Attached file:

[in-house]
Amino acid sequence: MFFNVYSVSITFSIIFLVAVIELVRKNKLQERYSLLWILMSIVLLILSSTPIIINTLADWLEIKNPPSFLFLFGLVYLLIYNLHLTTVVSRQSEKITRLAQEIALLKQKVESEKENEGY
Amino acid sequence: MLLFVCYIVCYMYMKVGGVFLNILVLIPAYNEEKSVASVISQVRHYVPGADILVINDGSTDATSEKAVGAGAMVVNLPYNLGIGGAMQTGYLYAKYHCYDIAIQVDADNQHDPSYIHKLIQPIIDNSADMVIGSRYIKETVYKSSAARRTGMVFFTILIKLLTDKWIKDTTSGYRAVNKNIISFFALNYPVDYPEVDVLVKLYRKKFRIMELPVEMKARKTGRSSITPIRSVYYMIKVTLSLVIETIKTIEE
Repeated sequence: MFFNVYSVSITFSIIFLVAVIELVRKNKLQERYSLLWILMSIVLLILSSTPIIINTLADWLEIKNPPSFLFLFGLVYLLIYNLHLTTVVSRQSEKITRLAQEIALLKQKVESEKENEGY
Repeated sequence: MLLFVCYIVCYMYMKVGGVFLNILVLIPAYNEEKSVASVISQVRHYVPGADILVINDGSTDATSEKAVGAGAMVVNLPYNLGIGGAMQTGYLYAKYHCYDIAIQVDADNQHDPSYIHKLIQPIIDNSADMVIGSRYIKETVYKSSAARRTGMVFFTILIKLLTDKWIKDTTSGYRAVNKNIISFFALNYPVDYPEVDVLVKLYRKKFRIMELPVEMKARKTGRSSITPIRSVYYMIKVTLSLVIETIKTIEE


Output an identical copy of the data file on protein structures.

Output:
[in-house]
Amino acid sequence: MFFNVYSVSITFSIIFLVAVIELVRKNKLQERYSLLWILMSIVLLILSSTPIIINTLADWLEIKNPPSFLFLFGLVYLLIYNLHLTTVVSRQSEKITRLAQEIALLKQKVESEKENEGY
Amino acid sequence: MLLFVCYIVCYMYMKVGGVFLNILVLIPAYNEEKSVASVISQVRHYVPGADILVINDGSTDATSEKAVGAGAMVVNLPYNLGIGGAMQTGYLYAKYHCYDIAIQVDADNQHDPSYIHKLIQPIIDNSADMVIGSRYIKETVYKSSAARRTGMVFFTILIKLLTDKWIKDTTSGYRAVNKNIISFFALNYPVDYPEVDVLVKLYRKKFRIMELPVEMKARKTGRSSITPIRSVYYMIKVTLSLVIETIKTIEE
Repeated sequence: MFFNVYSVSITFSIIFLVAVIELVRKNKLQERYSLLWILMSIVLLILSSTPIIINTLADWLEIKNPPSFLFLFGLVYLLIYNLHLTTVVSRQSEKITRLAQEIALLKQKVESEKENEGY
Repeated sequence: MLLFVCYIVCYMYMKVGGVFLNILVLIPAYNEEKSVASVISQVRHYVPGADILVINDGSTDATSEKAVGAGAMVVNLPYNLGIGGAMQTGYLYAKYHCYDIAIQVDADNQHDPSYIHKLIQPIIDNSADMVIGSRYIKETVYKSSAARRTGMVFFTILIKLLTDKWIKDTTSGYRAVNKNIISFFALNYPVDYPEVDVLVKLYRKKFRIMELPVEMKARKTGRSSITPIRSVYYMIKVTLSLVIETIKTIEE